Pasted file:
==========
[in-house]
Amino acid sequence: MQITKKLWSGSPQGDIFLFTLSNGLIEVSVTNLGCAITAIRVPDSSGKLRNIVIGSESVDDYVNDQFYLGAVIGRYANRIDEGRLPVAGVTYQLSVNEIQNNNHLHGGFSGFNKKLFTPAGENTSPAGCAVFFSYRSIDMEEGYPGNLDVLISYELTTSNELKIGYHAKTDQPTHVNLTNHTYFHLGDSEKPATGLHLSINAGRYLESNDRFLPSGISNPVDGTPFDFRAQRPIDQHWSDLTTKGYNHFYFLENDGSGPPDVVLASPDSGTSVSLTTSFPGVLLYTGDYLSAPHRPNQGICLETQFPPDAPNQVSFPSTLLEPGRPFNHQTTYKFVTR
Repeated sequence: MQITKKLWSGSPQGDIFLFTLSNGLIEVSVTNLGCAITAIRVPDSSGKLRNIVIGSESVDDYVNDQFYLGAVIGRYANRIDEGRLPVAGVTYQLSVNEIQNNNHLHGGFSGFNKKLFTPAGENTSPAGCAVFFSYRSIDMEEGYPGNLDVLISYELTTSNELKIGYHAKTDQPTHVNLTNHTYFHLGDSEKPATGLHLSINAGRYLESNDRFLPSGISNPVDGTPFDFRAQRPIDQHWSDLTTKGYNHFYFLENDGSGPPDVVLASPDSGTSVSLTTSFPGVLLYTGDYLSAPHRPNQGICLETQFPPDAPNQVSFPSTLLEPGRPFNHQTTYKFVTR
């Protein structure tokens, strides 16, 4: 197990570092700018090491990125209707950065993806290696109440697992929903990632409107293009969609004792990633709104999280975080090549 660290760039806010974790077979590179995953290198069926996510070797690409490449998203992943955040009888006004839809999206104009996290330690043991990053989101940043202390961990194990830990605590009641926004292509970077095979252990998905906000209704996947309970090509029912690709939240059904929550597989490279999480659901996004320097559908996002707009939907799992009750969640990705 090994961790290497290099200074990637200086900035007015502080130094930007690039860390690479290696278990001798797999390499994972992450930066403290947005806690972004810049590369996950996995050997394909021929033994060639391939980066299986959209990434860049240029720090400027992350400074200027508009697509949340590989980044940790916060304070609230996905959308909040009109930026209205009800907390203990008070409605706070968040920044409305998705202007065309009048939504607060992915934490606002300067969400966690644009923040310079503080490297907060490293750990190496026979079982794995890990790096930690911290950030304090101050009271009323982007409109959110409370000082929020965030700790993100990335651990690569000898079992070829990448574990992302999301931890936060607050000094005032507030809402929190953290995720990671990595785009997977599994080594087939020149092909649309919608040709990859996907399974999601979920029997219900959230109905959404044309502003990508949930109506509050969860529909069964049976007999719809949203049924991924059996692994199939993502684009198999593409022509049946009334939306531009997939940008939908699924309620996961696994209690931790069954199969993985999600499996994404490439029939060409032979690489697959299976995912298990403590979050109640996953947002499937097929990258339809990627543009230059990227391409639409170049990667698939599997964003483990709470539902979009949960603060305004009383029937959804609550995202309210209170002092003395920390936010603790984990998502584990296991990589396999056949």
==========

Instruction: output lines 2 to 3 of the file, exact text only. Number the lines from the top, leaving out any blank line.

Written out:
Amino acid sequence: MQITKKLWSGSPQGDIFLFTLSNGLIEVSVTNLGCAITAIRVPDSSGKLRNIVIGSESVDDYVNDQFYLGAVIGRYANRIDEGRLPVAGVTYQLSVNEIQNNNHLHGGFSGFNKKLFTPAGENTSPAGCAVFFSYRSIDMEEGYPGNLDVLISYELTTSNELKIGYHAKTDQPTHVNLTNHTYFHLGDSEKPATGLHLSINAGRYLESNDRFLPSGISNPVDGTPFDFRAQRPIDQHWSDLTTKGYNHFYFLENDGSGPPDVVLASPDSGTSVSLTTSFPGVLLYTGDYLSAPHRPNQGICLETQFPPDAPNQVSFPSTLLEPGRPFNHQTTYKFVTR
Repeated sequence: MQITKKLWSGSPQGDIFLFTLSNGLIEVSVTNLGCAITAIRVPDSSGKLRNIVIGSESVDDYVNDQFYLGAVIGRYANRIDEGRLPVAGVTYQLSVNEIQNNNHLHGGFSGFNKKLFTPAGENTSPAGCAVFFSYRSIDMEEGYPGNLDVLISYELTTSNELKIGYHAKTDQPTHVNLTNHTYFHLGDSEKPATGLHLSINAGRYLESNDRFLPSGISNPVDGTPFDFRAQRPIDQHWSDLTTKGYNHFYFLENDGSGPPDVVLASPDSGTSVSLTTSFPGVLLYTGDYLSAPHRPNQGICLETQFPPDAPNQVSFPSTLLEPGRPFNHQTTYKFVTR